Why did Moses leave Egypt?

27 “But the man who was mistreating the other pushed Moses aside and said, ‘Who made you ruler and judge over us? 28 Are you thinking of killing me as you killed the Egyptian yesterday?’ 29 When Moses heard this, he fled to Midian, where he settled as a foreigner and had two sons. (Stephen in Acts 7:27-29)

14 The man said, “Who made you ruler and judge over us? Are you thinking of killing me as you killed the Egyptian?” Then Moses was afraid and thought, “What I did must have become known.” 15 When Pharaoh heard of this, he tried to kill Moses, but Moses fled from Pharaoh and went to live in Midian, where he sat down by a well.  (Moses in Exodus 2:14-15)

27 By faith he left Egypt, not fearing the king’s anger; he persevered because he saw him who is invisible.  (The Hebrews writer in Hebrews 11:27).

So who’s on first?  According to Stephen (via Luke), Moses fled to Midian because he was rejected by his own people. The Exodus account has Pharaoh putting out a death warrant on Moses as the precipitating event in his departure. Finally, the Hebrew writer says that it Moses’ faith that caused him to leave Egypt.

So who is right?

They all are. 

This is a good example of differing accounts supplementing each other. Let’s start with Luke’s account. He tells us that “Moses thought that his own people would realize that God was using him to rescue them, but they did not,” (v. 25). When he found out otherwise it’s easy to understand his disillusionment and subsequent travel plans. Likewise, when the Exodus account tells us Moses found out that his killing of an Egyptian was known and Pharaoh was after him, we can also understand this as a reason for him leaving Egypt. What the Hebrew writer would have us to see is that while both of these were involved in his decision to go to Midian—they were not the only elements or the most important. The primary reason Moses left Egypt had to do with his faith in God. There’s a couple of ways this could have worked out.  Crushed when his role in delivering Israel is unrecognized and concerned about the consequences of killing an Egyptian, would it be strange to think that Moses stopped to pray about his dilemma? He comes to the realization that leaving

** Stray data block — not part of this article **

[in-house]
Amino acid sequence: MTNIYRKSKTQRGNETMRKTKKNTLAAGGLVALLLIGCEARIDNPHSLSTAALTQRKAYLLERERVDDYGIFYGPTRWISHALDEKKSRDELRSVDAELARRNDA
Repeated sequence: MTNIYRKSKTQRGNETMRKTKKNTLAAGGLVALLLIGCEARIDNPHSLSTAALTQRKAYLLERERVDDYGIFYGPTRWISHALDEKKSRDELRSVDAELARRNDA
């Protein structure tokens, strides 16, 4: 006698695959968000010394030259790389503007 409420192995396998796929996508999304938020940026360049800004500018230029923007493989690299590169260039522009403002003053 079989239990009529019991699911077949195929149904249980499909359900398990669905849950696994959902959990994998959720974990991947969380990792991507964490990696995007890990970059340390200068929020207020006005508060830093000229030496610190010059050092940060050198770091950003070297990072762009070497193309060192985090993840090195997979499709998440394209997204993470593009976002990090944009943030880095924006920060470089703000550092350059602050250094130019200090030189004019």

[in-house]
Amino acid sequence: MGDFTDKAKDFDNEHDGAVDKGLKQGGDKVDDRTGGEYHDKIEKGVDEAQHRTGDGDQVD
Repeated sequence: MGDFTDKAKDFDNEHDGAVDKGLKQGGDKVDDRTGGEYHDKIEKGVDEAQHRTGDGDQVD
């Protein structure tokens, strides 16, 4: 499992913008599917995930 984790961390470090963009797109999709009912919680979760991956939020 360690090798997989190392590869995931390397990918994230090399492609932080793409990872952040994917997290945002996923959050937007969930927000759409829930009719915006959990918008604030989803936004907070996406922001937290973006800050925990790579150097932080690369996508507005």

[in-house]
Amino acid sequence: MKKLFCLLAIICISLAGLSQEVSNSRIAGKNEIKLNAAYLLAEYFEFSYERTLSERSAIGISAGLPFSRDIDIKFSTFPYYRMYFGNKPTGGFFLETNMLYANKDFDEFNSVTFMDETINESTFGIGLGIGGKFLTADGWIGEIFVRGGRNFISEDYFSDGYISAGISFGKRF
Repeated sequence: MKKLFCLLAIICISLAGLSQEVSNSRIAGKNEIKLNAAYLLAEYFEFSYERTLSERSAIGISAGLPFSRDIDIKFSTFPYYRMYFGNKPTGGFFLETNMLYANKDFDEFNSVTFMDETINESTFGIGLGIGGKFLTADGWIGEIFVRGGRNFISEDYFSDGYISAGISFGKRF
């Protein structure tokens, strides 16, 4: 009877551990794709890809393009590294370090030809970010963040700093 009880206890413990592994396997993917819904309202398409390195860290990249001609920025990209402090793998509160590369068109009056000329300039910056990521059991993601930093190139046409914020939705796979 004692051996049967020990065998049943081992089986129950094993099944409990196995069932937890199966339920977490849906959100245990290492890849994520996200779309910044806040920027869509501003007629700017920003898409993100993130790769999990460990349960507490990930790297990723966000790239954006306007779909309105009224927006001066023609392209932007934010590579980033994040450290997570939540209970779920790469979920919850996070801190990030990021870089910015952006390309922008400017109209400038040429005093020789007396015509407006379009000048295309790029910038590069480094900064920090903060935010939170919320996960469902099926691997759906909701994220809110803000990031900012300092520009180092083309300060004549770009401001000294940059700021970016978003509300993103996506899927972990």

Egypt (which he already had in mind), is more importantly, what God has in mind for him.

The second possibility is the same scenario but with the difference that God communicated to Moses that he needed to leave Egypt. The Hebrew writer tells us that he left “by faith.” This expression is often used in Hebrews 11 when there has been communication between God and the people under discussion (v. 7, v. 8, v. 9, v. 11, v. 17, etc.). Although we have no record of anything like this in Exodus, it is not out of place for a NT writer to supplement an OT account. It happens in Acts 7:2-3, where Stephen speaks of Abraham being called while he was in Mesopotamia (Ur of the Chaldeans)— something not mentioned in the Genesis (Genesis 11:27-32).  Closer to home, Exodus 2:2-4 attributes Moses being hid to his mother while Hebrews 11:23 gives us the more complete picture that it was both his mother and father. However it happened, this also clarifies the Exodus narrative where we’re told Moses is afraid (v. 14), and he flees from Pharaoh (v. 15). It’s easy to put those two together and conclude that Moses flees Egypt because he’s fearful of Pharaoh but Hebrews 11:27 won’t permit this. But if we allow some time to elapse between these two verses (in which Moses prays or God speaks to him), then he comes to the understanding that leaving Egypt is God’s will and is no longer afraid of Pharaoh. He’s still fleeing him as Exodus 2:15 says, but it’s no longer out of fear—he understands its part of God’s plan.  His situation is like that of his parents, who hid Moses during the first three months of his life and yet we’re told they didn’t fear Pharaoh but were acting by faith (Hebrews 11:23).  Faith and not fear, is the last word with Moses.    



Published by A Taste of Grace with Bruce Green

I grew up the among the cotton fields, red clay and aerospace industry of north Alabama. My wife and I are blessed with three adult children and five grandchildren.

%d bloggers like this: